Growth in China’s manufacturing sector remained subdued in September, a sign that the world’s second-largest economy is still struggling to recover its momentum.
The official Purchasing Managers’ Index hovered at 51.1, the National Bureau of Statistics said on Oct 1, indicating a modest expansion in activity.
The data came a day after China cut mortgage rates for the first time since the 2008 global financial crisis, and reinforced a view among some analysts that sluggish domestic demand and a cooling property market were a drag on activity.
“We see the risk of third-quarter gross domestic product growth slowing to 7 percent” from 7.5 percent in the second quarter, economists at ANZ Bank said in a note to clients, adding that growth in China’s crude steel output fell to a low for the year in the first 20 days of September.
“Weakness in the property market and rising credit risks in the commodity sector will continue to weigh on the economy,” the ANZ economists said.
Unsteady－albeit strengthening－export sales, softening domestic investment and the property slowdown have all dragged China’s economy through a rough year, leading investors to bet on further policy loosening by authorities to lift growth.
The PMI survey on Oct 1, which is biased toward large, State-owned factories, showed that demand for goods produced by such manufacturers was stronger in China than abroad, even though the trend is softening.
“The economy still faces a degree of downward pressure,” said Chen Zhongtao, an official at the China Federation of Logistics and Purchasing, which helps to publish the PMI.
“The data has only stopped falling this month and turned flat,” Chen said.
To arrest the economic cooldown, China’s central bank and banking regulator relaxed lending rules for second-home buyers on Sept 30 by giving them a 30-percent discount on mortgage rates and cutting their downpayment levels to 30 percent from 60 to 70 percent.
But some analysts warned that a glut of unsold or unoccupied homes could temper any rebound in China’s housing market, which accounts for about 15 percent of the economy. Others said it remained unclear if buyers would be persuaded by lower rates if they believed prices would continue to fall.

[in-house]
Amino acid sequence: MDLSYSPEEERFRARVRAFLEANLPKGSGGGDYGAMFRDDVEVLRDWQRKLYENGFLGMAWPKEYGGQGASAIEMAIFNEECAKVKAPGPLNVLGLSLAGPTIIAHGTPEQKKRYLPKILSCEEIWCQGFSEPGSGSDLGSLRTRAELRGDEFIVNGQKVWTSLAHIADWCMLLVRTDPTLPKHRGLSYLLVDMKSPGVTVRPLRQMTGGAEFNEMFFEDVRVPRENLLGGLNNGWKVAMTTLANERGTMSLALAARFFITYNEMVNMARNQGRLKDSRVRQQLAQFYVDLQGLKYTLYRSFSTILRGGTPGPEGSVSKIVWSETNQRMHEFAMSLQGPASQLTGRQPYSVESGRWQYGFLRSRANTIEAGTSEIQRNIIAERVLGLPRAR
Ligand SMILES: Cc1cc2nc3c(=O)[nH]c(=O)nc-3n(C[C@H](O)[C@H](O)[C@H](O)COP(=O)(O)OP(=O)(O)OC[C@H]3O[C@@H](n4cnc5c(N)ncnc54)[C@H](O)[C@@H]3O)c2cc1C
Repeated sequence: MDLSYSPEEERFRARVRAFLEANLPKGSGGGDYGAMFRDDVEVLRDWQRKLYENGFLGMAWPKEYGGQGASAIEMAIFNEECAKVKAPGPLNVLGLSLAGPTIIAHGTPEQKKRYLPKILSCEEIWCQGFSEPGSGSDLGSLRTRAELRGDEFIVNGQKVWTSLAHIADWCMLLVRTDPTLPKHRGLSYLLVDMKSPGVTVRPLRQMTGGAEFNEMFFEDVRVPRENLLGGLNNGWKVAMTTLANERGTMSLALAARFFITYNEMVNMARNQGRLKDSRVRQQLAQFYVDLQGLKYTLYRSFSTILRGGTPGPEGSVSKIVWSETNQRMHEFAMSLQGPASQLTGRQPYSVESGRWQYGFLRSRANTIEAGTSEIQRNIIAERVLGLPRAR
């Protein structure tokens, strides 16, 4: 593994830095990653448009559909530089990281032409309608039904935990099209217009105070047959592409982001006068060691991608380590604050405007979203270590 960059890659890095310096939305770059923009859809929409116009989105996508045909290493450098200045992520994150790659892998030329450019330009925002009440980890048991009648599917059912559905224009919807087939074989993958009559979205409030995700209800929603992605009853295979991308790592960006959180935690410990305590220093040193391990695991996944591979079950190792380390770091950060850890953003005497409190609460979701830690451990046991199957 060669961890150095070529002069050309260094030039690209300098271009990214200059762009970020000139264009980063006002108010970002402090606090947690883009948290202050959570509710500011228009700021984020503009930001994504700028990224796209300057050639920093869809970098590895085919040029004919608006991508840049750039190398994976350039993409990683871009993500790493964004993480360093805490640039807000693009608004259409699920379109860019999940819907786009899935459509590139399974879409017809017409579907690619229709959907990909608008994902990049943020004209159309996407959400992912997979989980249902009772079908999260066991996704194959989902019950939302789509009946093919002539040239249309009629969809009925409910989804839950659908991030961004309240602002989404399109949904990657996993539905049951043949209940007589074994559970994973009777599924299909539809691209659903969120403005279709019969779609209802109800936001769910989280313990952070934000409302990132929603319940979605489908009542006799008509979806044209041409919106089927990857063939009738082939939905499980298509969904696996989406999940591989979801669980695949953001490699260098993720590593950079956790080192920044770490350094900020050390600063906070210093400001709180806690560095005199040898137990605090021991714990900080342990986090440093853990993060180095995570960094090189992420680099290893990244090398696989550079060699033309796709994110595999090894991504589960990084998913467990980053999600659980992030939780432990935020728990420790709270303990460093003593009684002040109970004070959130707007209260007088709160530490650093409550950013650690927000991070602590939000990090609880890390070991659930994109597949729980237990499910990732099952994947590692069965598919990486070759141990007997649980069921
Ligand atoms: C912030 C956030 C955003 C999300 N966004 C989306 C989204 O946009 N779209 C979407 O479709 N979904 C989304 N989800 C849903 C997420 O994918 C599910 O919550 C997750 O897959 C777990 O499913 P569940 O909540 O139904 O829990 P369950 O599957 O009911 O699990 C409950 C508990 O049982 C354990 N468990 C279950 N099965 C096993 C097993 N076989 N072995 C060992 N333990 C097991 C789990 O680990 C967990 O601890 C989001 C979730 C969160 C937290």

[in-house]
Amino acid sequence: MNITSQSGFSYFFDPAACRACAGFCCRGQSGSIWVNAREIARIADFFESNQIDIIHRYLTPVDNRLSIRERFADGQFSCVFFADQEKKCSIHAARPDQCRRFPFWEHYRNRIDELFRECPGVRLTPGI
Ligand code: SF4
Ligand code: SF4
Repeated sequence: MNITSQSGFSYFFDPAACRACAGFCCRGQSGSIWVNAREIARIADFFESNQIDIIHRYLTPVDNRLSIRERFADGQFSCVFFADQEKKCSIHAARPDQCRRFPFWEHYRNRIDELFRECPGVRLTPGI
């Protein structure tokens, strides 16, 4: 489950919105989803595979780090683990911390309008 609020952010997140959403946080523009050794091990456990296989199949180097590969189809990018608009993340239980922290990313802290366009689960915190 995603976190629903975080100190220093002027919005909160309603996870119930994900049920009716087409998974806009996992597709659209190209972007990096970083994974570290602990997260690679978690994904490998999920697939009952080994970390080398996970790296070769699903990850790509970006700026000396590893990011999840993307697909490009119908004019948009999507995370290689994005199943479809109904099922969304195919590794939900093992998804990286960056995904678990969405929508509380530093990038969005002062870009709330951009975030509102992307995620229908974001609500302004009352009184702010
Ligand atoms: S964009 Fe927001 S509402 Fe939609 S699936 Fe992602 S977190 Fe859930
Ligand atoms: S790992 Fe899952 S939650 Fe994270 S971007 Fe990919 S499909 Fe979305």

The sagging housing market has pushed the Chinese economy into a deeper funk in recent months as weak activity appeared to broaden across sectors.
Factory output and a broad measure of credit supply both unexpectedly fell to six-year lows in the summer. Profits at Chinese industrial firms fell 0.6 percent in August from a year ago, reversing a near 14-percent rise the month before.
China’s government is aiming to grow the economy by around 7.5 percent in 2014, though the run of underwhelming data this year has led many analysts to predict that growth would fall short of that target.
Chinese policymakers have maintained that no dramatic policy loosening is imminent because the country cannot rely on stubbornly loose credit conditions to bolster growth.
Yet at the same time, policymakers have taken pains to ensure monetary conditions are easy, and they have rolled out a series of modest support measures aimed at the most vulnerable sectors of the economy.
In September, the central bank disbursed 500 billion yuan ($81.5 billion) worth of three-month loans to China’s top five banks to prevent short-term interest rates from spiking before this week’s Golden Week holiday. That was followed by the first cut in mortgage rates since the global financial crisis.
“We maintain our below consensus gross domestic product growth forecasts (of) 7.2 percent in 2014 and 6.9 percent in 2015,” Jian Chang and Rahul Bajoria, economists at Barclays Bank, said in a note.